The Journal Gazette
Sunday, October 13, 2019 1:00 am

Former employees pose data threat

LISA GREEN | The Journal Gazette

Businesses worried about keeping proprietary information, financials and other digital data safe should focus on internal controls as much as outside threats, a cybersecurity report suggests.

Breaches and data theft from government agencies and companies ranging from Target to Medtronic in recent years can raise concerns about bad guys using their technical savvy in unsavory ways. Most of the online swiping, however, is an inside job.

“Organizations are overlooking the most harmful data-security threat: their own employees,” said Code42 CEO Joe Payne.

The Minneapolis data-security firm commissioned the 2019 Global Data Exposure Report of 1,028 information security leaders and 615 business decision-makers by Sapio Research of the United Kingdom.

“Fifty years ago, if you were going to leave General Motors, you couldn't take the plant with you,” Payne said. “And the critical information about the production line was locked in a cabinet.”

Now, the ideas and other proprietary information are all digital. Companies have done a good job of sharing the information across the workforce, using tools such as Google Drive, Drop Box, Slack and email to improve collaboration.

“The problem is that now our most important information, whether it's sales prospects or customer lists or source code ... is spread across the organization and is highly portable on a thumb drive or email,” Payne said. “Information is less siloed. But there are unintended consequences. Our study basically shows that 63% of people admit that they took data from their last job and brought it to their current job. Our work indicates it's closer to 100%.”

Controlling inside threats is a “major issue for businesses today,” and it can be difficult to have a totally encompassing system, said Ross Filipek, chief information security officer in Fort Wayne for Symplexity, an information security firm.

Businesses are often quick to roll out technical controls, but also need organizational security policy. They should decide which jobs and employees need authorization to access certain data and “how they should protect it when it's in their care,” he said.

“Policies won't prevent people from doing what they shouldn't be doing,” but they at least spell out organizational standards and expectations, he said.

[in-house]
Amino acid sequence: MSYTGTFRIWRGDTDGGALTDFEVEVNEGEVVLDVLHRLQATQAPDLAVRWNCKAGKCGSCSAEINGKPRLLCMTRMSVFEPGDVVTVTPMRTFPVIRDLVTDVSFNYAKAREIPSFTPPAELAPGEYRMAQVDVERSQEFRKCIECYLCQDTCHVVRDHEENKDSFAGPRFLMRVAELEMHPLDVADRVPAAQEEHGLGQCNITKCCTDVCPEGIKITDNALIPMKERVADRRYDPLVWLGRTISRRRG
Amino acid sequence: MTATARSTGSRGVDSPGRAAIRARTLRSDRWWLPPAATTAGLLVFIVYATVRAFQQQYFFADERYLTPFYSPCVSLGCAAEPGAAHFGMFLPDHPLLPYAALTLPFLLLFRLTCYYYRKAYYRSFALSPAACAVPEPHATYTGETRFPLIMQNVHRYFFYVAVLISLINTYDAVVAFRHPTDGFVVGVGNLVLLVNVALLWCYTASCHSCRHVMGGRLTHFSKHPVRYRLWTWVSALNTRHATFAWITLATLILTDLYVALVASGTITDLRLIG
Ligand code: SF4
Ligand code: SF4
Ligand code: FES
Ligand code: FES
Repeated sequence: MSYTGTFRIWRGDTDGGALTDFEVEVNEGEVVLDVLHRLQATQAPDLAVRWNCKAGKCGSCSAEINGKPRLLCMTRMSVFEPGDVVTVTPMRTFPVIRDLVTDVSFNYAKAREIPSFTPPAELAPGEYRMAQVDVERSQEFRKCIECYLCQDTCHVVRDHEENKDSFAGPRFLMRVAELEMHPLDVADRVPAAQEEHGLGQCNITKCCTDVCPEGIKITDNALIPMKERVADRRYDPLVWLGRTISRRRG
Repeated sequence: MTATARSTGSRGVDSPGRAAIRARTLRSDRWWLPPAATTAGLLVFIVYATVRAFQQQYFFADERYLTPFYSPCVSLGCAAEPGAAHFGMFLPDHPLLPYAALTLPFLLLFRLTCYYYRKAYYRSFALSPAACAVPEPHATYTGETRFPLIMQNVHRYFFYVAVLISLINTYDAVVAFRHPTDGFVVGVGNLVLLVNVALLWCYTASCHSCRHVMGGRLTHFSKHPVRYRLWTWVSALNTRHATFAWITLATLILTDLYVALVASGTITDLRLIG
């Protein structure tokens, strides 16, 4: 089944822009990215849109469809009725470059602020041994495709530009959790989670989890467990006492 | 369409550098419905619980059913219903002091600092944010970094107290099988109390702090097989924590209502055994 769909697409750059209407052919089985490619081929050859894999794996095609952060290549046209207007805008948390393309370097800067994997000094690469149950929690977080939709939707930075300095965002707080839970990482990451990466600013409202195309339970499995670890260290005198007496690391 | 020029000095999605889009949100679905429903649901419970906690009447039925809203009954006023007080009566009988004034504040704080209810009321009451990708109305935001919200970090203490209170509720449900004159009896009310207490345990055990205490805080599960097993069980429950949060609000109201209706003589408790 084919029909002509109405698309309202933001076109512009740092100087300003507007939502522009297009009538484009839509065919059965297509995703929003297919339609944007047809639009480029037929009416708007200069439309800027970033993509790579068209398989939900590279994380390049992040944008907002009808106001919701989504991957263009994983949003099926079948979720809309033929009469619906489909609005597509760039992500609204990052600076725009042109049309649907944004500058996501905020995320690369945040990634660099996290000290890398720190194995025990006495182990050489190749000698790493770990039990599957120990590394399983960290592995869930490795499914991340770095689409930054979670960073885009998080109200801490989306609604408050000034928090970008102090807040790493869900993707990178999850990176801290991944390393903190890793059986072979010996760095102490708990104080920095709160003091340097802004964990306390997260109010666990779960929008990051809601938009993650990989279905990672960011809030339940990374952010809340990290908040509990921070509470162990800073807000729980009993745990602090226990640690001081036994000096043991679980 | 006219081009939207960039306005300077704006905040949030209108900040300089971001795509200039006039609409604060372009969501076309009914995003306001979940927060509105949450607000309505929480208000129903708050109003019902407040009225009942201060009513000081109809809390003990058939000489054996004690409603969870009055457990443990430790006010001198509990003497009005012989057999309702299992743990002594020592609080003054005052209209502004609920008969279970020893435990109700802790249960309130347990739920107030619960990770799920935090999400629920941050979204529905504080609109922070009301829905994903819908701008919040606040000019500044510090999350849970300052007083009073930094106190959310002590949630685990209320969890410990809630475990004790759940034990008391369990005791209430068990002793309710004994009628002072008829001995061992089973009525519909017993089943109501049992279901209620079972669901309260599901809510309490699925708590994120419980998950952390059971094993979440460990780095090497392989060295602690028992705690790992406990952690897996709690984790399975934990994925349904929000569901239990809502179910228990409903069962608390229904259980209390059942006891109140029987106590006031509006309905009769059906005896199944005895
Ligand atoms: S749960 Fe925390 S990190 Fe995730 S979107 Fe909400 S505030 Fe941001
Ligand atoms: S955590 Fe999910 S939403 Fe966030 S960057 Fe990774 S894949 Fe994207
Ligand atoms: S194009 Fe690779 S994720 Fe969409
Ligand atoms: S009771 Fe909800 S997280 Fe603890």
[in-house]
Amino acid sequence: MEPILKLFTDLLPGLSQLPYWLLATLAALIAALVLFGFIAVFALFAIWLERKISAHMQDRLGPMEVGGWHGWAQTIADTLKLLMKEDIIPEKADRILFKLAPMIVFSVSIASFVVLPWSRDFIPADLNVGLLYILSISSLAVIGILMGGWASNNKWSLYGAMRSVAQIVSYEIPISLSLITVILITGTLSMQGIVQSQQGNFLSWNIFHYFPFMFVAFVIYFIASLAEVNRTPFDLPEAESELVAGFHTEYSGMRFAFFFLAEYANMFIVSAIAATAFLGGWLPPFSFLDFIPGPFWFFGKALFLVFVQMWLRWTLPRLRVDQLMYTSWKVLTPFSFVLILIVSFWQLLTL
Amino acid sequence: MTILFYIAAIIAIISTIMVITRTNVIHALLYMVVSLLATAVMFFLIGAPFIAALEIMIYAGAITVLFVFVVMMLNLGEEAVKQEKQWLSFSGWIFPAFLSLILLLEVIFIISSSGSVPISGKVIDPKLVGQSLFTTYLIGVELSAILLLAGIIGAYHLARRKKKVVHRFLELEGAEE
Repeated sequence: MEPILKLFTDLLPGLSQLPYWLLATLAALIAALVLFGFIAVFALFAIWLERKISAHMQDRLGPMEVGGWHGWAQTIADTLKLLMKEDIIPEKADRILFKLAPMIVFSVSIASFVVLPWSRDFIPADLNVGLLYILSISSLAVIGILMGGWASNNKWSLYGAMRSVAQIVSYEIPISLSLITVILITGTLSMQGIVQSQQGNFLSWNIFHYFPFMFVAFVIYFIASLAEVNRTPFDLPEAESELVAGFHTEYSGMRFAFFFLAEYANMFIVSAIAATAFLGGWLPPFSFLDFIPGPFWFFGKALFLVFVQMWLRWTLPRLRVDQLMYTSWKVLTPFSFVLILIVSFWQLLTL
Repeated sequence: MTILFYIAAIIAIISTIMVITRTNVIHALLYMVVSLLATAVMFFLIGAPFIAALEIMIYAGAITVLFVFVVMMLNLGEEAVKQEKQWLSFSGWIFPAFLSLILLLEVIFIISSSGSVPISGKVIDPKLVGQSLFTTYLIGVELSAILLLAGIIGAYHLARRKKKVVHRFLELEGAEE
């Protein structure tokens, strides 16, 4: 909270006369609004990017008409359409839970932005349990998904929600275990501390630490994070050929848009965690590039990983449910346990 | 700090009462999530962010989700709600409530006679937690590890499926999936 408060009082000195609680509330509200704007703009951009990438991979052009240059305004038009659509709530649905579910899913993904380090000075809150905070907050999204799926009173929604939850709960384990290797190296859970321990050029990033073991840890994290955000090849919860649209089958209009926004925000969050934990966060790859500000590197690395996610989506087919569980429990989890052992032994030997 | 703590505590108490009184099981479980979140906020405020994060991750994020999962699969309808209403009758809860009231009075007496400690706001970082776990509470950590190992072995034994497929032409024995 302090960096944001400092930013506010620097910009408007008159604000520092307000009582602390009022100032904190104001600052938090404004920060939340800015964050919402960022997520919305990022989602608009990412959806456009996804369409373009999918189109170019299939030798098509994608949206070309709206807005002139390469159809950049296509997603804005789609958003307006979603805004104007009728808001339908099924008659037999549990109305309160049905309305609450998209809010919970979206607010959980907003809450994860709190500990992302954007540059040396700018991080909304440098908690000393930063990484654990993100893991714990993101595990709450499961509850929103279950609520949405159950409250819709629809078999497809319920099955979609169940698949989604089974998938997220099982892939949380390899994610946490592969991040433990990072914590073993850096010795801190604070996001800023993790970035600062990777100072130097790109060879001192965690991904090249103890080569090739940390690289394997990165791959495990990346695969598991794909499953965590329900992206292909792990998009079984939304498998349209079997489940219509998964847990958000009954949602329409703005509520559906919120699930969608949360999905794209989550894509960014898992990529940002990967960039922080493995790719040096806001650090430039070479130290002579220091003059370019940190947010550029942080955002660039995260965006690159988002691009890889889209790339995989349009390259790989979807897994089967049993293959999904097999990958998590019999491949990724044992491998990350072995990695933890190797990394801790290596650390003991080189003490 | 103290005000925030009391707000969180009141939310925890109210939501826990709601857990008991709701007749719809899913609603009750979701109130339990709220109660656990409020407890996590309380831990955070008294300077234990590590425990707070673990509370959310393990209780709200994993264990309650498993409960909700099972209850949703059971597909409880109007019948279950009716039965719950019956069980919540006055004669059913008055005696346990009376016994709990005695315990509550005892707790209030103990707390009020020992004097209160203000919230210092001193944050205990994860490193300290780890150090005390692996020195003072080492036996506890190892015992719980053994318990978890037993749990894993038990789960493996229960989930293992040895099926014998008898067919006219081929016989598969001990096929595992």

Security advocates often talk about a concept known as the Least Privilege, meaning various data users are only able to access and interact with information necessary for their job.

A staff-level employee, for example, likely would have no need to access company financial information or those details for individual customers.

And while shared documents might be in vogue, that ease of access should also be a no-no, Filipek said.

“We always recommend organizations don't allow employees to use shared accounts,” he said. “That can get you into trouble a lot of times, because if you have multiple people who know the account name and password,” if one leaves – particularly not of their choice – you have to scramble to change passwords.

“From a technical side, there are a lot of things an organization can do in terms of monitoring who is accessing the information and what are they trying to do,” Filipek said, referring to another industry practice known as Privileged Account Management.

But the Least Privilege concept is more critical. Businesses, he said, want to not just be able to monitor access to certain information, but to prevent employees from misusing it.

Andy Oberlin, who said he worked with Best Buy in the department that is now known for its Geek Squad, is general manager at 4EOS, an office solutions, internet and data security firm in Fort Wayne.

Businesses can employ some relatively low-cost approaches for protecting information, he said, including keeping antivirus software on computers and operating systems up-to-date.

“I know it can be annoying when you get the prompts about updates,” Oberlin said last week. Still, taking action when you get the prompts is preventive.

Oberlin also said password management software can reduce the risk of falling victim to hacking or phishing schemes, particularly based on visits to websites that may have been hacked. Password management software works by having a user remember one password to software that can store dozens of other that are encrypted. Oberlin uses this type of software at home to help protect his family's information. 

Although many companies have traditional preventive tools in place, the Sapio Research study said data loss, leak and theft, “particularly among insiders, continues to happen at an alarming pace.”

Said Filipek: “If you haven't sat down and thought about what you're trying to accomplish from a policy perspective, it just makes it more difficult to control.”

The Star Tribune in Minneapolis contributed to this story.

At a glance

A few key findings from the 2019 Global Data Exposure Report of 1,028 information security leaders and 615 business decision-makers:

• Rather than sticking to company-provided file sharing and collaboration tools, 1 in 3, or 31% of business decision-makers also use social media platforms, such as Twitter, Facebook or LinkedIn, 37% use WhatsApp and 43% use personal email to send files and collaborate with their colleagues.

• Nearly two-thirds of CEOs, or 65%, admit to clicking on a link they should not have, showing that no level of employee is immune to lapses in judgment.

• These types of risk-based actions are why half of the data breaches that companies admitted to experiencing in the previous 18 months have been caused by employees, according to both information security leaders and business decision-makers (50% and 53%, respectively).

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